“It wasn’t until a good few years after Central that I realised what I did wasn’t about versatility. It was about being microscopic about one thing.” That one thing was the count, although it took Delaney, who was back working as a carpenter and taking small TV parts in The Bill and Casualty, a further while to realise it. Strong was finally unleashed on the world in February 1997 at a comedy night at the King’s Head in Crouch End, North London. It went so well that the next day, while he was working on a kitchen in the area, Delaney phoned his agent and asked him to book him on to the Edinburgh Fringe. Other characters, such as a distracted Elvis Presley fan called Alfie Parrott, were discarded as, contrary to all advice, Delaney placed all available eggs in the count’s basket.
Edinburgh followed Edinburgh. The tour venues got bigger. The Count appeared on radio as Dickie Bow on The Remains of Foley and McColl on Radio 4 in 2000 and then on Mark Radcliffe’s Radio 2 show. In 2005 (nothing happens quickly for Delaney) Count Arthur Strong’s Radio Show! was finally commissioned by Radio 4. Five years on, television hesitantly beckoned. A pilot of a quiz show chaired by the count was commissioned but not taken up. Then Linehan, another fan, came on board, determined to reconfigure the radio sitcom for television.
At Pinewood studios I watch the final show of the series being recorded. It is primarily set in a cafe owned by a Greek brother and sister. Left behind on the now-dead radio show are the Count’s butcher friend (although Wilf Taylor’s shop sign is visible through the cafe window), the church hall caretaker and his protege Malcolm Titter. Instead, Strong’s main foil is Michael Barker, the son of the Count’s old variety partner, the more successful Max, who has died leaving Michael searching for his roots. He’s played — selflessly — by Rory Kinnear. Linehan, a loping man in a mauve pullover, tweaks the lines as the scenes are re-recorded. Through the three hours Delaney, trilby hat rammed on his head, shoulders hunched, remains in character.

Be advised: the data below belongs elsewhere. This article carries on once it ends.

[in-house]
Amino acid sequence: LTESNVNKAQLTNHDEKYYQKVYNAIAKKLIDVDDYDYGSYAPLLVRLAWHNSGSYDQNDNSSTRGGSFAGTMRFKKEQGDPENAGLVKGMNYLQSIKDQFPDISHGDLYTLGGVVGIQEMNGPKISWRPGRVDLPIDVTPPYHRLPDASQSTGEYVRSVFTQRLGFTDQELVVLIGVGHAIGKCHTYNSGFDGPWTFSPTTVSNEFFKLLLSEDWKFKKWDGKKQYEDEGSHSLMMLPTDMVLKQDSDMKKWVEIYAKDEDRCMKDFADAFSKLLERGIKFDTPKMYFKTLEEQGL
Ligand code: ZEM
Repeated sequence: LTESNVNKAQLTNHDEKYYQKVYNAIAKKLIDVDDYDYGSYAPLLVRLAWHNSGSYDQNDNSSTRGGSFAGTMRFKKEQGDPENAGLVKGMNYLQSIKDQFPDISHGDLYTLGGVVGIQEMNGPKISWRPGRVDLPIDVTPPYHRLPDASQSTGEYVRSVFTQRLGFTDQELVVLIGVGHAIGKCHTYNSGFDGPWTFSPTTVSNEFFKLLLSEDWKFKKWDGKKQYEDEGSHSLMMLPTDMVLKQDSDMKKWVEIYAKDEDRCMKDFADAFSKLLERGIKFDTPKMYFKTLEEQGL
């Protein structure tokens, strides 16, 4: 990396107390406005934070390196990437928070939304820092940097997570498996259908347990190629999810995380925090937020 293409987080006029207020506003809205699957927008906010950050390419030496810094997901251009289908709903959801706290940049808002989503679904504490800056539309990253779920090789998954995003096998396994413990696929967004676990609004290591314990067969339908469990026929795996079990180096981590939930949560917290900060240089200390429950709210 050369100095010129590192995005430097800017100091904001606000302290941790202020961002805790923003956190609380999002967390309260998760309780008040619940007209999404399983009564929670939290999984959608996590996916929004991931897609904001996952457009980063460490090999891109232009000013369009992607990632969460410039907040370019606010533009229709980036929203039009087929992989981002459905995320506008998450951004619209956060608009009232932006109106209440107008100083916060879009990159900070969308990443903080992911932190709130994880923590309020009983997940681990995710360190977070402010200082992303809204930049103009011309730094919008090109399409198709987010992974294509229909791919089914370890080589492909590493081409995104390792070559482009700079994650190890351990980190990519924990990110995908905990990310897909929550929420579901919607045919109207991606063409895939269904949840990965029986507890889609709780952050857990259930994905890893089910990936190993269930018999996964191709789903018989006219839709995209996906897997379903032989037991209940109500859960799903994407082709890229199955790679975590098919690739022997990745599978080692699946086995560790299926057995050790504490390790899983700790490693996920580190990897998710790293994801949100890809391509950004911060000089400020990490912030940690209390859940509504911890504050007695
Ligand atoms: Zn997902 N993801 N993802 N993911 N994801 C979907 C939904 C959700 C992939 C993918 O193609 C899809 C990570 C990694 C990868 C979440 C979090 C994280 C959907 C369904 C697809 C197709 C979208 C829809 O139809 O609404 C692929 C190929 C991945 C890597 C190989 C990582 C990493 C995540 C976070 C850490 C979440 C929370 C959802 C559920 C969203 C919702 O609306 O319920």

“I absolutely love doing it,” he says while acknowledging some radio loyalists will object to the translation. “We did one episode which was Arthur getting a couple of lines in a radio play and I was walking to rehearsal in Shepherd’s Bush and I thought: ‘How have I ended up working with Rory Kinnear and Lindsay Duncan?’ Well, I say, it has been a long march. Perhaps the Count’s occasional bitterness about his acting career betrays some of Delaney’s frustrations. Thirty years is a long time to wait to be an overnight success. “But I’ve never looked at things like that,” he says. “Age has always been irrelevant to me. I was only ready to do Arthur when he was ready to spew out of me. I don’t believe in leaving things up to fate and I’ve been working towards all these things, but you shouldn’t get frantic when they are not happening. I like that notion of gaining experience doing the job. Barry Cryer talks about doing the variety circuit. It sounds fantastic to me! He spent six months going round the whole country with one act of 15 minutes. Imagine how honed your 15 minutes was after ten years of that!”
And this is the Count Arthur Strong about to be set loose on the television-viewing nation: an old trooper honed, by his loyal creator, to the very peak of imperfection. Count Arthur Strong starts on BBC Two on July 8